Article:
As you unlock each level in the “normal” world, its counterpart in the “ghost” world will be available too. New spectral enemies, haunting hazards, and a ghastly new ghost-shot power-up await you!

Meanwhile, on Wii U today, you can get Ghosts N Goblins half-off if you buy Mega Man X. Yes, Nintendo is still doing Virtual Console sales promotions,  which I just cannot believe. It’s finally happening. This is a very good step toward reinvigorating the Virtual Console! Another big step: more games.

PREORDER upcoming games

Mutant Mudds is getting an UPDATE!

Renegade Kid has announced today that 20 new Grannie levels from the PC version will be making their way to the eShop version. And yes the update will be free.

Don’t forget to help Renegade Kid reach their goal on Greenlight by voting for Mutant Mudds. It will help the PC version come to Steam and will also help fund future eShop titles.

anonymous asked:

Many people say that they want certain game franchises to have more variety, but you and several others have stated that adding variety for the sake of fixing things is what ruins alot of games. Even if there are various signs that prove what you ay is right, how come many people choose to ignore it? What I'm basically asking is this: Why do many people prefer quantity over quality?

It’s a lot of things. The classic argument is that as you get older, you have less free time and therefore less tolerance for things that waste your free time.

“Quantity” is almost universally translated to “Busy Work.” Find all the hidden gizmos, run around in circles a bunch, complete “hard mode” versions of things you’ve already done, and generally just fill time. Thoughtless, mind-numbing padding. Quests for the sake of having literally anything to do.

It makes for a good box quote. “150 hours of gameplay! A never ending quest! You’ll never have to buy another game ever again!”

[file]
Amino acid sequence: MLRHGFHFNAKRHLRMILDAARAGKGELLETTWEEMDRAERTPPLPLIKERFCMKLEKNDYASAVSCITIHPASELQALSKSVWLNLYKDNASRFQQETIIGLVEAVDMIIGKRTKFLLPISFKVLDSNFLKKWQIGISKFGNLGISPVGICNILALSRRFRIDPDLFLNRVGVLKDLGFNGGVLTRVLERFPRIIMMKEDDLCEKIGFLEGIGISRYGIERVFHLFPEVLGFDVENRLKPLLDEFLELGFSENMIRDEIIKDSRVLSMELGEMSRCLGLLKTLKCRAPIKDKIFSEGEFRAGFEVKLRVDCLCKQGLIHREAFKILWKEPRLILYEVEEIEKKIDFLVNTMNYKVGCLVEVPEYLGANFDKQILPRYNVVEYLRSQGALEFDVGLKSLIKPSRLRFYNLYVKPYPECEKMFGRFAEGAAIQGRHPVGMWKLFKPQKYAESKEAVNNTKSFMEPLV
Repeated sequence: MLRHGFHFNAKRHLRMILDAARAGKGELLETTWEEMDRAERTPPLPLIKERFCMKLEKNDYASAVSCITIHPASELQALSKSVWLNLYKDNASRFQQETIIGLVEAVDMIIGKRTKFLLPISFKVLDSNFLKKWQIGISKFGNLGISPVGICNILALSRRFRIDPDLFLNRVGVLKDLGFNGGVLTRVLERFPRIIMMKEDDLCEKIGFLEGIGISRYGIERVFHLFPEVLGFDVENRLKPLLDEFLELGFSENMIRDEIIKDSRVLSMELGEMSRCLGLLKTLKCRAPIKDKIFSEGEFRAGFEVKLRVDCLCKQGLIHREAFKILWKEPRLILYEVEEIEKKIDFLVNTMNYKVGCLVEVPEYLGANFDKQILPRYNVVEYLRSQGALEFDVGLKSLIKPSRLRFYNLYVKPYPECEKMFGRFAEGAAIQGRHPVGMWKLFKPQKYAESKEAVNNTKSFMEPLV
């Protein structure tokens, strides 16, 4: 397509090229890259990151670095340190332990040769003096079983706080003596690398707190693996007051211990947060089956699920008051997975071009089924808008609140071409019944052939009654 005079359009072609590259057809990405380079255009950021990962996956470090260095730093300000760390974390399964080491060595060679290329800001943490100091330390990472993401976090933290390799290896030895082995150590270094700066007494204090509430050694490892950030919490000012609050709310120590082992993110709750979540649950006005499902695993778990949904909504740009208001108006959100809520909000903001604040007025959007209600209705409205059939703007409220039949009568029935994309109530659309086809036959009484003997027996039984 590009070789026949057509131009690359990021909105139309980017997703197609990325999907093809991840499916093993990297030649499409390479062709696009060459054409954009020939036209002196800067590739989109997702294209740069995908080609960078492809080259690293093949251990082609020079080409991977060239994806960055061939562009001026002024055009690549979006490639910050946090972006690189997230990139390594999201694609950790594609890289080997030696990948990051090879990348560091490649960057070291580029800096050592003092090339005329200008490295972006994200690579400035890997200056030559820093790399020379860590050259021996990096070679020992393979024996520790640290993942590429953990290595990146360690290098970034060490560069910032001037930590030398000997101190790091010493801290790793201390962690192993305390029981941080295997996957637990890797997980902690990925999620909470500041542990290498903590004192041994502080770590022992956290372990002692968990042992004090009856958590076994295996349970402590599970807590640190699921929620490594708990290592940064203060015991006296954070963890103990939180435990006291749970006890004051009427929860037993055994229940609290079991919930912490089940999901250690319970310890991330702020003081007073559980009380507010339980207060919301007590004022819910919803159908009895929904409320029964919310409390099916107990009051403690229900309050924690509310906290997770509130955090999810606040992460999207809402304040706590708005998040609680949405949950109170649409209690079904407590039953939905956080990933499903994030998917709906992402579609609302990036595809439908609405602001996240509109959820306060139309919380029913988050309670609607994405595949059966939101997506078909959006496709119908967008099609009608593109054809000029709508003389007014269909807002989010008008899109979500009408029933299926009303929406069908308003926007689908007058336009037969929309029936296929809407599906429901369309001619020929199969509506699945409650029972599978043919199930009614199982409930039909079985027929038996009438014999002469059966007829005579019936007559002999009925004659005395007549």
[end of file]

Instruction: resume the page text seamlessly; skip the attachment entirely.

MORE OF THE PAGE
And when you can only get, say, one game every 3-6 months, that’s awesome! You can wring every last droplet out of that world. Even if it’s kind of lame, it’s better than nothing, right? So if you’re being cheap, or your parents still buy games for you… the bigger, the better.

When quantity isn’t busy work, then it becomes like the Earthworm Jim 2 example I used, or like what Sonic games used to be. I speak from experience when I say that a lot of the hardest work in game development is just getting your game setup. Programming in player physics, control — the fundamentals. Actually building the levels themselves is actually the quickest and easiest part (relatively speaking).

But when you do something like Earthworm Jim 2, each level is almost like a separate game in to itself. What this means is that your “setup” development phase is likely exponentially higher. The team has to shift gears every couple of months as you basically have to re-write your entire game for every level.

Which, needless to say, is costly. Both from the perspective of time and from the perspective of budget. Corners inevitably have to get cut for you to make your deadline, which means everything ends up a little less polished. You might have tons of awesome ideas, but maybe the controls are a little off, maybe animation takes priority over having tight control precision, or maybe you don’t have enough time to fix that bug where the player falls through the world.

Game development resources are finite, meaning you can’t dedicate as much time to fleshing out and tweaking half a dozen different gametypes versus just focusing on one, singular idea.

Mutant Mudds is a fantastic example of this. That game is as simple as humanly possible, but it explores every single possible variation on the concept of jumping and shooting. It may as well be a text book in “doing a lot with a little” game design. It has a laser-focus and was polished to a mirror-sheen.

But bigger numbers are better. You gotta have that box quote, and yours has to be better than theirs.

It’s all about width versus depth. Either you have a lot of things that are shallow, or you have one thing that’s really deep and complex.

You can’t really have both. Not without spending way too much money and 5+ years in development. The real challenge most game designers face is finding the right balance of width and depth. Everything in moderation.

There are definitely people out there who appreciate quality over quantity, though. You just have to look in the right places. And usually, they seem to be older, more experienced gamers who have had their fill of “busy work.”

Mutant Mudds, wigglepic edition (made with 3D Porch). This is one of a set of .MPO format screenshots you can view in 3D over at the Renegade Kid website, using the 3DS browser.

If you have a good memory or a link to our Mutant Mudds tag page, you’ll recognize these as a set of screens sent out in August – except for that 3D business.

Buy: Nintendo 3DS (Flame Red, Black, & Blue)

Find: Nintendo DS/3DS release dates, discounts, & more

See also: More Mutant Mudds media